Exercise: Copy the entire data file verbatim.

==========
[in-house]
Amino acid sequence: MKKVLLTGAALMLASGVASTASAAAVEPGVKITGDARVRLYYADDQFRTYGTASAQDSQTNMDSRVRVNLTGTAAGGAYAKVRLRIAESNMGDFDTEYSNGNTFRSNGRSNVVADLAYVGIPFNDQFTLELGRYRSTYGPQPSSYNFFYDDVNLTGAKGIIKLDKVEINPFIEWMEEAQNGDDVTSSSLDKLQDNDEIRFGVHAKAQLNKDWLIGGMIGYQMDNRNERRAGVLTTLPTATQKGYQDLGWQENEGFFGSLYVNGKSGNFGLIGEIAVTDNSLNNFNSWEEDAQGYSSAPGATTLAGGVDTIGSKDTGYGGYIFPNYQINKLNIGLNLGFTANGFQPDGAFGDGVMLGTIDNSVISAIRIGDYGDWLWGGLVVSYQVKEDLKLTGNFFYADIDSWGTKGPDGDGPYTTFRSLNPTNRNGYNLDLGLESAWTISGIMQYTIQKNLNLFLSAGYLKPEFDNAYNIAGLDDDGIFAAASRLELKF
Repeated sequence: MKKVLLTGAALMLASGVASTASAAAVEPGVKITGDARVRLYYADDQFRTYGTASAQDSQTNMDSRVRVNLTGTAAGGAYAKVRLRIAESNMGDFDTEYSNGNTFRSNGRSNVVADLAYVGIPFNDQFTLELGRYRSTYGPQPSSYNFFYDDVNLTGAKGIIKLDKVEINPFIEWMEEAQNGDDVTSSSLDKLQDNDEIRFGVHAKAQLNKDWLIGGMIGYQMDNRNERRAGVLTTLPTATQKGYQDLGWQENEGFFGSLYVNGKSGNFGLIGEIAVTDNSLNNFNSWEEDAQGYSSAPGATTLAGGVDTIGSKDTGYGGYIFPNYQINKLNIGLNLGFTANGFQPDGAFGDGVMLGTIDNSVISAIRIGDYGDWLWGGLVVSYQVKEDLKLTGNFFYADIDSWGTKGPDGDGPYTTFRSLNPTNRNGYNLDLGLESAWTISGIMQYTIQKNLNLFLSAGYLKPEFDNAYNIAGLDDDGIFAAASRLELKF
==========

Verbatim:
[in-house]
Amino acid sequence: MKKVLLTGAALMLASGVASTASAAAVEPGVKITGDARVRLYYADDQFRTYGTASAQDSQTNMDSRVRVNLTGTAAGGAYAKVRLRIAESNMGDFDTEYSNGNTFRSNGRSNVVADLAYVGIPFNDQFTLELGRYRSTYGPQPSSYNFFYDDVNLTGAKGIIKLDKVEINPFIEWMEEAQNGDDVTSSSLDKLQDNDEIRFGVHAKAQLNKDWLIGGMIGYQMDNRNERRAGVLTTLPTATQKGYQDLGWQENEGFFGSLYVNGKSGNFGLIGEIAVTDNSLNNFNSWEEDAQGYSSAPGATTLAGGVDTIGSKDTGYGGYIFPNYQINKLNIGLNLGFTANGFQPDGAFGDGVMLGTIDNSVISAIRIGDYGDWLWGGLVVSYQVKEDLKLTGNFFYADIDSWGTKGPDGDGPYTTFRSLNPTNRNGYNLDLGLESAWTISGIMQYTIQKNLNLFLSAGYLKPEFDNAYNIAGLDDDGIFAAASRLELKF
Repeated sequence: MKKVLLTGAALMLASGVASTASAAAVEPGVKITGDARVRLYYADDQFRTYGTASAQDSQTNMDSRVRVNLTGTAAGGAYAKVRLRIAESNMGDFDTEYSNGNTFRSNGRSNVVADLAYVGIPFNDQFTLELGRYRSTYGPQPSSYNFFYDDVNLTGAKGIIKLDKVEINPFIEWMEEAQNGDDVTSSSLDKLQDNDEIRFGVHAKAQLNKDWLIGGMIGYQMDNRNERRAGVLTTLPTATQKGYQDLGWQENEGFFGSLYVNGKSGNFGLIGEIAVTDNSLNNFNSWEEDAQGYSSAPGATTLAGGVDTIGSKDTGYGGYIFPNYQINKLNIGLNLGFTANGFQPDGAFGDGVMLGTIDNSVISAIRIGDYGDWLWGGLVVSYQVKEDLKLTGNFFYADIDSWGTKGPDGDGPYTTFRSLNPTNRNGYNLDLGLESAWTISGIMQYTIQKNLNLFLSAGYLKPEFDNAYNIAGLDDDGIFAAASRLELKF